Caladiums are one of the easiest, and showiest, plants that we grow in our summer gardens. Once suitable only for shady locations, there are now sun-tolerant varieties available. One thing that holds true for all of them is that they need consistently moist soil – never let them dry out during their growing season for they will go dormant and could die.
Caladiums in flower are easily identified as aroids, relatives of jack-in-the-pulpit and calla lilies. The flowers are interesting but not showy and most gardeners cut them off to give added strength to foliage production.
Many varieties are winter-hardy perennials here in sheltered locations, but to completely ensure survival, their corms (underground swollen stems, similar to bulbs) should be dug up and stored when foliage starts declining in the autumn. Lightly clean the corms and keep them in frost-free, dry and cool conditions for the winter. Plant them in April after there is no danger of frost.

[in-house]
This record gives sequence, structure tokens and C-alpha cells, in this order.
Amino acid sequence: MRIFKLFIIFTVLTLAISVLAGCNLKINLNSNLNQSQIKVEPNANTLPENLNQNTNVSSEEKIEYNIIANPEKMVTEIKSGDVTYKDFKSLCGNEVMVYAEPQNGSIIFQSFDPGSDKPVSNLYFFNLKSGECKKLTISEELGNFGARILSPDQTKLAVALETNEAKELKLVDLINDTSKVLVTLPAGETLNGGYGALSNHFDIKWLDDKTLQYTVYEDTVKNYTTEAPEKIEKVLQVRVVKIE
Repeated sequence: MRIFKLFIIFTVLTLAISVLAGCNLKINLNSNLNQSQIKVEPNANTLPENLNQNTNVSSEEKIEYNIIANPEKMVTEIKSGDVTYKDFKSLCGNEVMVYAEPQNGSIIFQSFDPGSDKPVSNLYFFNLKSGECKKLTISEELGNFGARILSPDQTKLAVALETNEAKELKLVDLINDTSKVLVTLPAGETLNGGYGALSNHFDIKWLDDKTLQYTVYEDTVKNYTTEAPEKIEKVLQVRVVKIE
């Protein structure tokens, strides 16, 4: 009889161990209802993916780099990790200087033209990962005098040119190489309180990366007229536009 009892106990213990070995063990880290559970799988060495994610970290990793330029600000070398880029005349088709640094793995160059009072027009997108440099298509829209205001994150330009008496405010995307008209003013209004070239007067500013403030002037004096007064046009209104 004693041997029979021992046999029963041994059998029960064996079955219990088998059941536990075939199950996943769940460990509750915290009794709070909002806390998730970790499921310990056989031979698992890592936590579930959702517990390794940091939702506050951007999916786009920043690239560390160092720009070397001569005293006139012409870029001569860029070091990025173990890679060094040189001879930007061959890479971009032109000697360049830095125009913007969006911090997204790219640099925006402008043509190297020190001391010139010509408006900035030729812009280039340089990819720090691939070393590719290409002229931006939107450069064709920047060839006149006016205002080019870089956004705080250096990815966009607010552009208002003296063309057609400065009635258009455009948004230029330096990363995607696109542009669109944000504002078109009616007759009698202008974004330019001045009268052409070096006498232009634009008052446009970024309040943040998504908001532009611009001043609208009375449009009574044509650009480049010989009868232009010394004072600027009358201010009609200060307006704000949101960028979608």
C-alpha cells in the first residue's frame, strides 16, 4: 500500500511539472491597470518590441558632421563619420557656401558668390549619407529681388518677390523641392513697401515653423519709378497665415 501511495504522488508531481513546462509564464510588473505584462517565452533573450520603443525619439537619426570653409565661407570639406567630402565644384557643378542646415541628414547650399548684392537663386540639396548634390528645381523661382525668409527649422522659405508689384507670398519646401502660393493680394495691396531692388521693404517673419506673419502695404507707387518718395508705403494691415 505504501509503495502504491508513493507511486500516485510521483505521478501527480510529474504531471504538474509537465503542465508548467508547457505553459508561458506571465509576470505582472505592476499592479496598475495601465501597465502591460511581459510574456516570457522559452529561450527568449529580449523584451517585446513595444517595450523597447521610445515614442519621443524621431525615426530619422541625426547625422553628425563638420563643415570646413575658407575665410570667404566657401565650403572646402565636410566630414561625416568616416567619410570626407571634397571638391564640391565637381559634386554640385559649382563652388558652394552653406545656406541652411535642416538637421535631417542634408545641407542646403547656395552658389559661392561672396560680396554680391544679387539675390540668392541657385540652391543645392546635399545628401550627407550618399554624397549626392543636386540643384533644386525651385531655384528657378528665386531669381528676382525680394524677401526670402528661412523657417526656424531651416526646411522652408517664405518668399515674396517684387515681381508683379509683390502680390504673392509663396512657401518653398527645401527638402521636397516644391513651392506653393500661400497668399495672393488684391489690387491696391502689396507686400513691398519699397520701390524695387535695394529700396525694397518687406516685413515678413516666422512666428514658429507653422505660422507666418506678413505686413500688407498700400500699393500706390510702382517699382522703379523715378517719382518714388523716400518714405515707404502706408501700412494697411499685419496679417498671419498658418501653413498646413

Caladiums originated in tropical America and were introduced into cultivation in the late 1700s. There are about a dozen species, of which a few have been used to hybridize over a thousand named varieties. They all possess two main types of foliage: a shield/heart shape and a narrower lance leaf. Dwarf forms are also available. Innovations abound and we may now choose from a remarkable kaleidoscope of patterns that includes stripes, spots, borders and splotches, along with a greatly expanded color palette that now offers orange, chartreuse-yellow and delicate shading with notes of purple, violet and lavender.
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